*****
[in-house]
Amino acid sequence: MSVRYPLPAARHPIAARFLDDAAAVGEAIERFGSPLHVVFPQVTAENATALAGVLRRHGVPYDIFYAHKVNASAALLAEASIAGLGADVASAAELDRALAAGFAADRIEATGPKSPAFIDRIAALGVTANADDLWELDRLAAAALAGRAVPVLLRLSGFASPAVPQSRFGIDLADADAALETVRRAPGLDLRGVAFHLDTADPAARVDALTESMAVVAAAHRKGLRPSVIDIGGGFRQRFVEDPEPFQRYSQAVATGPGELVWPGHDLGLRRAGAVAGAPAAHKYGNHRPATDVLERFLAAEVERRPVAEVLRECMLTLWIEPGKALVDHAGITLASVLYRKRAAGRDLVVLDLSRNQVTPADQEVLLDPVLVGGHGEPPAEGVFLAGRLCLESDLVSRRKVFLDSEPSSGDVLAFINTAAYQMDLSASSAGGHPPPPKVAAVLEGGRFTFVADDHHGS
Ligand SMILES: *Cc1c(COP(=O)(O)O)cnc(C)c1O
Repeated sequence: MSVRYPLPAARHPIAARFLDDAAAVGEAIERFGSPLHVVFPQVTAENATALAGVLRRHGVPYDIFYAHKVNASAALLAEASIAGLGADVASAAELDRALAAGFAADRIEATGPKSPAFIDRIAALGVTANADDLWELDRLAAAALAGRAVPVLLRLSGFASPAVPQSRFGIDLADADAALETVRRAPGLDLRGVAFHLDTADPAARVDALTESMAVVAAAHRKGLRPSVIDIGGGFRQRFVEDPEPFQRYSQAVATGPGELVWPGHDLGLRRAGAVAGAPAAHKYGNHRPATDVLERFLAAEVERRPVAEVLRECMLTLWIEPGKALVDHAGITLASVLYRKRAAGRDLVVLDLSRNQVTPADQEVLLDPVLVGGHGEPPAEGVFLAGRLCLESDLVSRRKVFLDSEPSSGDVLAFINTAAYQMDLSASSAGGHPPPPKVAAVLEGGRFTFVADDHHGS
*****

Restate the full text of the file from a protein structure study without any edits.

[in-house]
Amino acid sequence: MSVRYPLPAARHPIAARFLDDAAAVGEAIERFGSPLHVVFPQVTAENATALAGVLRRHGVPYDIFYAHKVNASAALLAEASIAGLGADVASAAELDRALAAGFAADRIEATGPKSPAFIDRIAALGVTANADDLWELDRLAAAALAGRAVPVLLRLSGFASPAVPQSRFGIDLADADAALETVRRAPGLDLRGVAFHLDTADPAARVDALTESMAVVAAAHRKGLRPSVIDIGGGFRQRFVEDPEPFQRYSQAVATGPGELVWPGHDLGLRRAGAVAGAPAAHKYGNHRPATDVLERFLAAEVERRPVAEVLRECMLTLWIEPGKALVDHAGITLASVLYRKRAAGRDLVVLDLSRNQVTPADQEVLLDPVLVGGHGEPPAEGVFLAGRLCLESDLVSRRKVFLDSEPSSGDVLAFINTAAYQMDLSASSAGGHPPPPKVAAVLEGGRFTFVADDHHGS
Ligand SMILES: *Cc1c(COP(=O)(O)O)cnc(C)c1O
Repeated sequence: MSVRYPLPAARHPIAARFLDDAAAVGEAIERFGSPLHVVFPQVTAENATALAGVLRRHGVPYDIFYAHKVNASAALLAEASIAGLGADVASAAELDRALAAGFAADRIEATGPKSPAFIDRIAALGVTANADDLWELDRLAAAALAGRAVPVLLRLSGFASPAVPQSRFGIDLADADAALETVRRAPGLDLRGVAFHLDTADPAARVDALTESMAVVAAAHRKGLRPSVIDIGGGFRQRFVEDPEPFQRYSQAVATGPGELVWPGHDLGLRRAGAVAGAPAAHKYGNHRPATDVLERFLAAEVERRPVAEVLRECMLTLWIEPGKALVDHAGITLASVLYRKRAAGRDLVVLDLSRNQVTPADQEVLLDPVLVGGHGEPPAEGVFLAGRLCLESDLVSRRKVFLDSEPSSGDVLAFINTAAYQMDLSASSAGGHPPPPKVAAVLEGGRFTFVADDHHGS